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9. You can't always just swap the "all purpose" for "gluten-free."

9. You can't always just swap the "all purpose" for "gluten-free."
Pixabay |  Pezibear

Breads and cakes need the structure gluten brings, but not all gluten-free flours include a binding agent to make up for it. If your treats are collapsing, check the ingredients in your flour for an item like xanthan gum or guar gum. 

If it's not there, then you need to add it to your recipe. 

10. Don't skip the crumb coat when frosting a cake.

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In awe of how smooth professional bakeries manage to get their frosting? Before plopping the icing on, spread on a thin layer to trap all the extra crumbs so that they don't end up in the final layer. Chill the cake so that the crumb coat is hard before finishing the frosting. 

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11. Don't use too much liquid in your pastry crusts.

11. Don't use too much liquid in your pastry crusts.
Instagram |  @zee_bakez

Too much liquid can make a pie crust tough, but if you don't use enough you'll never have a dough you can roll out. When in doubt, remember the 3-2-1 rule: three parts flour, two parts fat, and one part cold water will make the perfect crust. 

12. There's no substitute for sugar when working with yeast.

12. There's no substitute for sugar when working with yeast.
Instagram |  @mariasartisan

You may be tempted to swap the sugar in your bread recipe with an artificial sweetener, but you'll be disappointed with the results. Yeast requires sugar to eat and multiply, but it can't get the same food from the artificial stuff. That means your dough just isn't going to rise.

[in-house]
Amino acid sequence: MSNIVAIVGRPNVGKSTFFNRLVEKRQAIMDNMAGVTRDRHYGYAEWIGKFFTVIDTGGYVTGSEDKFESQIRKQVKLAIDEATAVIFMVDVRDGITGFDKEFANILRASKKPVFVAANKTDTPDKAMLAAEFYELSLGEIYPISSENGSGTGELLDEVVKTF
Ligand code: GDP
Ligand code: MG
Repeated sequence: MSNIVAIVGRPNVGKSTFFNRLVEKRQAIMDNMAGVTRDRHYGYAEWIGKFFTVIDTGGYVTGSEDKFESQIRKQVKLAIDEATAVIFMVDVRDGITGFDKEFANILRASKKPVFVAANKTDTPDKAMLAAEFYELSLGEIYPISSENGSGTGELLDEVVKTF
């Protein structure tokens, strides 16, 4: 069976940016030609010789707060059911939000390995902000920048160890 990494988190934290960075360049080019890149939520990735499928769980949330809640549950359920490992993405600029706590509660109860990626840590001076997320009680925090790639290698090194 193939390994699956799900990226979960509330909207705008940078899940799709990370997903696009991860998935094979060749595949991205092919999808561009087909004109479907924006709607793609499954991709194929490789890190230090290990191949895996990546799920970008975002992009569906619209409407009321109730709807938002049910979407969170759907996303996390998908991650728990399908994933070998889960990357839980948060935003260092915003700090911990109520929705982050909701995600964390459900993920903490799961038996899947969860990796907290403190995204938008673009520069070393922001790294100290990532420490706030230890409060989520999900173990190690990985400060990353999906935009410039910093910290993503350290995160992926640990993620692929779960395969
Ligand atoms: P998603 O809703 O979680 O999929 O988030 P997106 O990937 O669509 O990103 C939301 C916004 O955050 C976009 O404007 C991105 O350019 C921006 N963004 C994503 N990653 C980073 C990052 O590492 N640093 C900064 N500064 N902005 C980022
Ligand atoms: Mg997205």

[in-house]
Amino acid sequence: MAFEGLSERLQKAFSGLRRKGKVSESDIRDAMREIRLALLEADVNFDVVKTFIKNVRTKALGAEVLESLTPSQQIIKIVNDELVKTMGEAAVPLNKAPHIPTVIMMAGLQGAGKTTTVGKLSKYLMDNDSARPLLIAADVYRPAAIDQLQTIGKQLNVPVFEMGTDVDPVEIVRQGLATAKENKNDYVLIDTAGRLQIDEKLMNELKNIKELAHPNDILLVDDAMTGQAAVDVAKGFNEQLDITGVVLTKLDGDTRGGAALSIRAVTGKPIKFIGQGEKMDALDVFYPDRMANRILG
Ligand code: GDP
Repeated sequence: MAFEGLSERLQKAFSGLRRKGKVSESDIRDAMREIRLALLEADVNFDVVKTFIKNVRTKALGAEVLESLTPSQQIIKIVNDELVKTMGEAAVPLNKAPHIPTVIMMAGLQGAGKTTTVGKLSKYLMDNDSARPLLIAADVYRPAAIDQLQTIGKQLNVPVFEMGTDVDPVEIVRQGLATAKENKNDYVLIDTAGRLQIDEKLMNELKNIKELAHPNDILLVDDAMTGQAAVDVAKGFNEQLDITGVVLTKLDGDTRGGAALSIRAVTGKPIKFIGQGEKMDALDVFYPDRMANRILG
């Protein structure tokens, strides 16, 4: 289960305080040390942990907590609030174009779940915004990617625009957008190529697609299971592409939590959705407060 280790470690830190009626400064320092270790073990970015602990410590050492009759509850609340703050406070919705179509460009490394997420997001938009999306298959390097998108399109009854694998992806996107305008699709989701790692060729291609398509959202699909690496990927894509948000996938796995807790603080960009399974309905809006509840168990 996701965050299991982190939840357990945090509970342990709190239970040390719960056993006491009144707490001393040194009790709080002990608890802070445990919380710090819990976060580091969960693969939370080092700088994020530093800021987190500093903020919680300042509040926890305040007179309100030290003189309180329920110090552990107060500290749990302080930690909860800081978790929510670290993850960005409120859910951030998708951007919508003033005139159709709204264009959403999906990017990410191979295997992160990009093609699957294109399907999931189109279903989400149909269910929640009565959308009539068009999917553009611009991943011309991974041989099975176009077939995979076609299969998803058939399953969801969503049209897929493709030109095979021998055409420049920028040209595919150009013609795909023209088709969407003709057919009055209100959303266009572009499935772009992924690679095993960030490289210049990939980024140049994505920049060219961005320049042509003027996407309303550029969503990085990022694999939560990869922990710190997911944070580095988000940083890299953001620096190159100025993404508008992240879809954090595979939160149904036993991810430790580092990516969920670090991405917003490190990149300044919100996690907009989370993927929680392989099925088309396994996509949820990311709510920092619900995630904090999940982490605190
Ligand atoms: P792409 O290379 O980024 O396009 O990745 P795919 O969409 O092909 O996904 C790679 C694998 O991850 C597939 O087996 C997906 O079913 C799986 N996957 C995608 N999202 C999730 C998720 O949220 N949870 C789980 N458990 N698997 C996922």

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13. Baking soda and baking powder aren't interchangeable. 

Both are leaveners, but baking soda can't do its job without an acidic ingredient in the batter. That means buttermilk, yogurt, lemon juice, or something similar. Baking powder contains its own acid in the form of cream of tartar. 

Most recipes have a careful balance of acid and leavening, so don't try to swap one for the other. 

14. Using expired leaveners raises no one's spirits.  

Ignore the expiry date on your baking powder or soda containers. That's based on it being unopened. In general, leaveners are only good for about three months after opening. 

Write the date on the container with a marker and if you don't bake very often, try to buy the smallest package possible to avoid waste. 

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15. Opening the oven too early to check on things.

15. Opening the oven too early to check on things.
Instagram |  @rafnsoerensen

Trust your cake to do its job and leave it alone. If you open the oven, it lets out the heat, and that can deflate treats still in the process of rising. Turn on the oven light so that you can watch through the glass instead. 

16. Always read the recipe all the way through first. Carefully.

16. Always read the recipe all the way through first. Carefully.
Pinterest |  Denise McNamara

Recipes can be a grammar test all their own. The placement of a comma can make a big difference. 

For example: "1 cup of chopped walnuts" means to measure them after chopping, but "1 cup of walnuts, chopped" means to measure the whole walnuts, then chop them.